There were eleven mill sites on the Mill River in the Milford-Hopedale area at that time, six of which were in
use. The first three northernmost sites were not occupied and they lowered the river by 33 feet.
The fourth dam where a miller named Fisk once operated a grist and sawmill had an 11-foot fall. There
was a six-foot fall at the so-called “City” (the shallow pond by Route 140) which was idle. Hopedale Machine
Company (which later became the Draper Company) occupied the sixth privilege with a 12-foot fall, the next
site being occupied by the Dutcher Temple Company in Hopedale, (the “Lower Pond, also in the Draper
plant area) probably using a large dam, as it had a 16-foot fall.
Samuel Walker’s gristmill with a 9-foot fall occupied the eighth site. (The must have been the mill just a little
downstream from the bridge at Thwing Street, which was later run by Almon Thwing.) The ninth was at
Spindleville with a drop of 11 feet. The two remaining sites had a drop of about 13 feet.
In 1667, the early Mendon authorities provided for the erection of their first corn mill on the Lewis B. Gaskill
property where Mill River left Milford. Benjamin Albee or Alby, was engaged to maintain the mill for the
convenience of the public on a piece of land that was granted to him. It is believed that he built the mill, but
it, along with most all of the buildings built by Mendon’s first settlers, were burned during King Phillips’s
In 1708, a road was laid out from the iron works in Mendon to Dedham. The iron works probably was a
forge owned by Jonathan Richardson on the Mill River and this road probably is the present Bellingham
In 1753, there was a gristmill located on the Mill River in Mendon owned by a Quaker named James Cargill.
From him it passed to Seth Kelly and was known as Kelly’s Mill. Although not verified it is possible that a
sawmill, three or four cotton mill, and a machine shop did operate in Mendon on the river.
Water levels of Lake Maspenock and a small mill pond on West Street at the Milford-Hopedale town line,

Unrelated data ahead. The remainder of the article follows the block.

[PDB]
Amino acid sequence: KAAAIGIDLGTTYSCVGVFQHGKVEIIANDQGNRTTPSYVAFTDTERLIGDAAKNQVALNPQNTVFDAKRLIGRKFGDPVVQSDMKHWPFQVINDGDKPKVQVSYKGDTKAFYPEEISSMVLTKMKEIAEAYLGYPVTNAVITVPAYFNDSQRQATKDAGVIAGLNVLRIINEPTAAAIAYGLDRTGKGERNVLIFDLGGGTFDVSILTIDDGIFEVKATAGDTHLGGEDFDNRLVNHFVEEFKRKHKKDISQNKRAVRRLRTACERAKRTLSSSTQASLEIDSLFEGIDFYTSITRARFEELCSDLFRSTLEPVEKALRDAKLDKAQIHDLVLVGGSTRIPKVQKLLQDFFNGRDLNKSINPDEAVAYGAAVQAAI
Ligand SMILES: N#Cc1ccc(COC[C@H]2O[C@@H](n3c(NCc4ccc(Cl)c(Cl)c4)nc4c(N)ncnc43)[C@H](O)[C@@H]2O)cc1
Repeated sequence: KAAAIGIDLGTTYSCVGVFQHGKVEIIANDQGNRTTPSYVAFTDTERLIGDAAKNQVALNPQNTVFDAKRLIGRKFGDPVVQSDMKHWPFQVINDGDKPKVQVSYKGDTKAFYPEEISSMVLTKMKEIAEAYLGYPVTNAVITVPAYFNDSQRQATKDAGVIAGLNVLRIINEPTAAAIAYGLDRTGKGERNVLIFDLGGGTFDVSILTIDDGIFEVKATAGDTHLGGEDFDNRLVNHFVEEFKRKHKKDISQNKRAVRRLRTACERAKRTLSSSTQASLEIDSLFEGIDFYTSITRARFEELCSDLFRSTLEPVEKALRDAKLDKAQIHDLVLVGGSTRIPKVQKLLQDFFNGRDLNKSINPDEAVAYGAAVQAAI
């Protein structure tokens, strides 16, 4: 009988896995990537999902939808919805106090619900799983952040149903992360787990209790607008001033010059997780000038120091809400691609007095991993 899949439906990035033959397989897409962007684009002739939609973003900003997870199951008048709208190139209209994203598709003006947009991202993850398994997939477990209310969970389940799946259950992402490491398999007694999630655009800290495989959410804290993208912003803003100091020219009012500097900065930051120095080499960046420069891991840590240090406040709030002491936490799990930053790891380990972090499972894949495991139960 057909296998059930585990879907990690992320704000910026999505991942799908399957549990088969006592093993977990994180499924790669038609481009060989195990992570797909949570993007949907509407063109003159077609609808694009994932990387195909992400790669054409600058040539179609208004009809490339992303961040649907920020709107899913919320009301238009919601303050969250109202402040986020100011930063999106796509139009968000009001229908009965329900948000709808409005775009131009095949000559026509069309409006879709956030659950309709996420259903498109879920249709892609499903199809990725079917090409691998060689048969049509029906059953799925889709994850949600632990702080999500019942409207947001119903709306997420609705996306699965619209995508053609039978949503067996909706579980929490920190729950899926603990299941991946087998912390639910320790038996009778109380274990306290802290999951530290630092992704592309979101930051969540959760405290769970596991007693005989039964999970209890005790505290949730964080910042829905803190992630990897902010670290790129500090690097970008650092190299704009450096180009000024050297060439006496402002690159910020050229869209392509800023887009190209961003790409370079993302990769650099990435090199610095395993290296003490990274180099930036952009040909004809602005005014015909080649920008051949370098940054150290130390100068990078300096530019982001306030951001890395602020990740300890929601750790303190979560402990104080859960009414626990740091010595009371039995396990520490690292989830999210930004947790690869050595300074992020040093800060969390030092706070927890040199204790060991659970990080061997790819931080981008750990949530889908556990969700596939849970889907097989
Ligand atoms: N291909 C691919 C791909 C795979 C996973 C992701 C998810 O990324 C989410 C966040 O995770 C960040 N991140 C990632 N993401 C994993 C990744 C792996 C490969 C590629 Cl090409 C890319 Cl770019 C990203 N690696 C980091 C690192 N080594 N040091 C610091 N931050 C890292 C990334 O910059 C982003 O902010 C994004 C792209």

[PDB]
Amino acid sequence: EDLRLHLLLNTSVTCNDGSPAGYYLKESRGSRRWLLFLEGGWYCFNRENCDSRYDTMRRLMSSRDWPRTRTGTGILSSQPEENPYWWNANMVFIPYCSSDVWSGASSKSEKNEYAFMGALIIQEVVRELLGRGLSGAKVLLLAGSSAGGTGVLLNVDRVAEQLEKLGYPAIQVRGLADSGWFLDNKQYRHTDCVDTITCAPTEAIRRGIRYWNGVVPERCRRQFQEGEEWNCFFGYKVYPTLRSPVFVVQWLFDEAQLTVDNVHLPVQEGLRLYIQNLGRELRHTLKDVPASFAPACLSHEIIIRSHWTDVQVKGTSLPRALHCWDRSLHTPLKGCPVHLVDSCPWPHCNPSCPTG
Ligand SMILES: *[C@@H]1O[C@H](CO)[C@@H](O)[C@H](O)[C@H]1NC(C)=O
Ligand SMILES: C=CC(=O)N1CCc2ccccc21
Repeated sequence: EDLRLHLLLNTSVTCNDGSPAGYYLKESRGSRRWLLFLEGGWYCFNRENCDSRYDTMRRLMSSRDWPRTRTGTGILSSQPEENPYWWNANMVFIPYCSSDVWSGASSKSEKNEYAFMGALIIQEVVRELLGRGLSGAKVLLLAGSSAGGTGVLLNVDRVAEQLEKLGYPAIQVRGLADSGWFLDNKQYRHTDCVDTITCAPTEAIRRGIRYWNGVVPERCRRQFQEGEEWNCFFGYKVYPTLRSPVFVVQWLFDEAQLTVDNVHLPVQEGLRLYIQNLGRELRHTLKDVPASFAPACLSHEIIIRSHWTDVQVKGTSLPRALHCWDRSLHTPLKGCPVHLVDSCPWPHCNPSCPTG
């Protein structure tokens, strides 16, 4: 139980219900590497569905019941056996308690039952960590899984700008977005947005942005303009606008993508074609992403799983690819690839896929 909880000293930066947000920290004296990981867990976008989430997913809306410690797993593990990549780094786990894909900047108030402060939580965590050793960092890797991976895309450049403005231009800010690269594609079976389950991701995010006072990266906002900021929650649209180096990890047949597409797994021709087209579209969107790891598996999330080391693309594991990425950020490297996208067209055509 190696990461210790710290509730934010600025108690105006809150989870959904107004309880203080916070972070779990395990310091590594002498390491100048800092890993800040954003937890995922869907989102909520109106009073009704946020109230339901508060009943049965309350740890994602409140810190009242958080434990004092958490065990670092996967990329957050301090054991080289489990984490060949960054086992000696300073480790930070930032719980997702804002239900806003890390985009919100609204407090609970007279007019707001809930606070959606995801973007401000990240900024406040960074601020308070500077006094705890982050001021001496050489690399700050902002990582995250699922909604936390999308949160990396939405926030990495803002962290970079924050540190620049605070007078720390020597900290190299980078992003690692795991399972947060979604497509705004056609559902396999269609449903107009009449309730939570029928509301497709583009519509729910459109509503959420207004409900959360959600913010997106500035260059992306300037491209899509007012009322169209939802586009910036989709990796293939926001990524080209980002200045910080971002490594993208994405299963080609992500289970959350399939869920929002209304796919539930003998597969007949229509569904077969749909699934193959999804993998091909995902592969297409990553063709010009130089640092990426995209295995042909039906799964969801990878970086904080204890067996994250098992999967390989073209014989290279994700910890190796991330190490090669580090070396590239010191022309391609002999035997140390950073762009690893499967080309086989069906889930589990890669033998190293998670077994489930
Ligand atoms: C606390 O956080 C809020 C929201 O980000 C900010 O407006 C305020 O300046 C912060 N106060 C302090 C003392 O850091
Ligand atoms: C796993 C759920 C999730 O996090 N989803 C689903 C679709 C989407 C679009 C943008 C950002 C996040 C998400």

and Hopedale Pond, are raised or lowered as the industrial needs of the Draper Division require, or as
rainfall conditions dictate. The dam at Lake Maspenock in Milford, owned and maintained by the Draper
Division, is in first class condition. Without doubt it is the longest in the Mill River network of dams, being
400 to 500 feet long.
The last dam north of the Draper Division is at the plant itself. It is a concrete dam, with rollway and spillway
located at the southern outlet of Hopedale Pond. The approximately 30-40 foot long dam and spillway
section utilizes a flashboard and is located under the Freedom Street bridge. A long rollway extends from
the dam to either side of Hopedale Pond. The spillway extends from the dam to a nearby building of the
Draper complex. Water is channeled under the plant and continues south as the Mill River. There is a
network of pipes leading from the bottom of the spillway into the mill.
As the Mill river flows south, it passes the old Westcott Mills in Spindleville where it was once utilized,
through Mendon and Blackstone where industries long ago flourished along its shores, and finally it
empties into the Atlantic Ocean via the tidewater at Pawtucket and Providence, Rhode Island. Milford Daily
News, October 17, 1974.
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The Mill River, upstream from Hopedale Pond.